A Russian Soyuz spacecraft blasted off to the International Space Station on Wednesday, launching three new crewmates to the orbiting outpost.
The Soyuz TMA-20 took off from Baikonur Cosmodrome in Kazakhstan at 2:09 p.m. ET with NASA astronaut Catherine Coleman, Russian cosmonaut Dmitry Kondratyev and European Space Agency astronaut Paolo Nespoli on board.
Kondratyev is commander for the two-day Soyuz trip to the International Space Station. The trio is expected to dock at the station on Friday at 3:12 p.m. ET. [Graphic: Inside and Out: The International Space Station]
Several days before launch, Nespoli shared details about his Soyuz vehicle on Twitter, where he posts updates under the name @Astro_Paolo. "The Soyuz: small but reliable. 8min 30sec to Low Earth orbit & 48 hrs to catch-up with the ISS!" Nespoli wrote.
Coleman, Kondratyev and Nespoli are beginning a mission due to last roughly five and a half months at the space station, where they will conduct scientific research and space station maintenance. Kondratyev is also expected to perform at least one spacewalk.
The Soyuz TMA-20 spacefliers will make up the remainder of the station's Expedition 26 crew when they join the three astronauts already living onboard the orbiting outpost. Station commander Scott Kelly of NASA and flight engineers Alexander Kaleri and Oleg Skripochka of Russia have been living at the station since early October.
This spaceflight is the third for Coleman, the second for Nespoli, and the first for Kondratyev.
"This is my first flight and I need to learn from my friends everything on the station and get ready to be a commander for the second time, for second part of the mission, so that's quite challenging for me, but I have support from all of my crew members, so they understand and I think there won't be any problems," Kondratyev said in a preflight interview.
Over the course of their mission, Coleman, Kondratyev and Nespoli will oversee the arrival of two unmanned cargo supply ships — one from Europe and the other from Japan. They will also host two final space shuttle missions before their retirement — Discovery's STS-133, which is scheduled for early February; and Endeavour's STS-134, which is expected to fly in April.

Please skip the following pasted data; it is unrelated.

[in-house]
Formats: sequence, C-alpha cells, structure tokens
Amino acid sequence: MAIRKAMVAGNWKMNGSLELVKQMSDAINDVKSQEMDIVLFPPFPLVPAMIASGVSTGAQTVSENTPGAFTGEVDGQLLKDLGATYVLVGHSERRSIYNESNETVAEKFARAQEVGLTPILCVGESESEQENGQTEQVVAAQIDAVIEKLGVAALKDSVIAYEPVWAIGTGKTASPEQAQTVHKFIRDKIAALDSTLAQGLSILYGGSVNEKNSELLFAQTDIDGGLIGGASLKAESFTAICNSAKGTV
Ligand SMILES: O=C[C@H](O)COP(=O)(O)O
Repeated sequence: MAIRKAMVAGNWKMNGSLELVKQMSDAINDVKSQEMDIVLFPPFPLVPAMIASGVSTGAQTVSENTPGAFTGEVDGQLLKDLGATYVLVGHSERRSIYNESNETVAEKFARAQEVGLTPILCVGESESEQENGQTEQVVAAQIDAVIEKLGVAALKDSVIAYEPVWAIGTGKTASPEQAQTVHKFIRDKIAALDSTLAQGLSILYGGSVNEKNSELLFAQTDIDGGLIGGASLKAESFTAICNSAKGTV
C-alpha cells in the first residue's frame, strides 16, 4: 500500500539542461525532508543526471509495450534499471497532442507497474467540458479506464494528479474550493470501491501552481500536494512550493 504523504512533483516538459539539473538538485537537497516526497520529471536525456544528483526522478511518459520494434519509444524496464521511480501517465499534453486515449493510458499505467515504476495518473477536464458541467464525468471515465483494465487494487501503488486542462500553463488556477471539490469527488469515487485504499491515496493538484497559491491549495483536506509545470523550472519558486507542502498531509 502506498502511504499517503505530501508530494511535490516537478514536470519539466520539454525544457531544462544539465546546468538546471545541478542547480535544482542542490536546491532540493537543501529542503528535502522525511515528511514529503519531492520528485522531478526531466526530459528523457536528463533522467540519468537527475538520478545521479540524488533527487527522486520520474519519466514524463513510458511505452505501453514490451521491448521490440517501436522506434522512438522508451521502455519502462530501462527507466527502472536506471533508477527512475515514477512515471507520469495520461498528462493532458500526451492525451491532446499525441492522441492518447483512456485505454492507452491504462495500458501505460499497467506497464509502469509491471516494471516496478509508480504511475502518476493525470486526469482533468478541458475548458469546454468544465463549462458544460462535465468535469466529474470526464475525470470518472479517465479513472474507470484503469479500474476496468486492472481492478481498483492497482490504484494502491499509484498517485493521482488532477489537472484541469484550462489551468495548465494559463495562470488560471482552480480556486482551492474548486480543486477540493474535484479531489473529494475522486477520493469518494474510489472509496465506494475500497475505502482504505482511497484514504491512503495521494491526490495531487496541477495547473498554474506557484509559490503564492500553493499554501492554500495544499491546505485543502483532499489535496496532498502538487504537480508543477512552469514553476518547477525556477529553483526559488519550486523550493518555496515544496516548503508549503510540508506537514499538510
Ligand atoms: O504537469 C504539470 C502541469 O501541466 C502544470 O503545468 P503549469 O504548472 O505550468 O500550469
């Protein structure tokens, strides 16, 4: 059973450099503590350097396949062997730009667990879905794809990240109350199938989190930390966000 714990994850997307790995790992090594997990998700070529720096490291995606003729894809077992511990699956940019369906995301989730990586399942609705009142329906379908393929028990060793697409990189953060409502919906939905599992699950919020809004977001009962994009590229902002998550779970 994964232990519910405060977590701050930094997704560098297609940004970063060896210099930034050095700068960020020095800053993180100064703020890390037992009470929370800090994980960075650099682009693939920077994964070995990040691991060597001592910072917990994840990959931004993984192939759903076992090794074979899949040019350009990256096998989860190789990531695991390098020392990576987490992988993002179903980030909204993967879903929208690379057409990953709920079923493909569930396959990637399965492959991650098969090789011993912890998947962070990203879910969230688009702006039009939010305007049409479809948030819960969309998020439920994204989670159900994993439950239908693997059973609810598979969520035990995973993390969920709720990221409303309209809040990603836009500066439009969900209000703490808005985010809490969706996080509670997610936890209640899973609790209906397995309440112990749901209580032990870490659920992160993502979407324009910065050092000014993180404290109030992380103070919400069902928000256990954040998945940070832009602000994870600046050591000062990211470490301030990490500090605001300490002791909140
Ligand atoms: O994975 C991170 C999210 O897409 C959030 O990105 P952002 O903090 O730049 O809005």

Throughout their time on the space station, Coleman, Kondratyev and Nespoli will also be engaged in educational outreach.
Nespoli will be conducting tests on a special greenhouse that he is bringing to the orbiting laboratory. Students all over the world are invited to follow the progress of the experiment.
"We'll do observations of the plant to figure out how it grows in space and on the ground," Nespoli told Space.com in a preflight interview. "It lets the kids see that even with simple things, they can approach them with a scientific mentality and start thinking in that direction. This is a great program that helps let people know that we can use the station in a lot of good ways."
Nespoli will also use ESA's novel 3-D camera to capture unprecedented images of the station.
And in their spare time, the spacefliers are hoping to savor the experience of living on the space station.
"I'm excited about trying to somehow convey the experience of living in space back home," Coleman said in a preflight interview. "I'm also going to bring my flute. I'll bring music that I can listen to and play at the same time. I'll also be blogging, video blogging and taking pictures. And I can't wait to look out the window."
- Graphic: Inside and Out: The International Space Station
- Gallery: Space Windows on the World
- Earth at Night: Astronaut Shares Dazzling Photos From Space Station
SPACE.com will provide complete coverage of the Expedition 26 crew's mission to the International Space Station. for mission updates and launch updates. The Soyuz TMA-19 will dock at the station on Friday at 3:12 p.m. ET.
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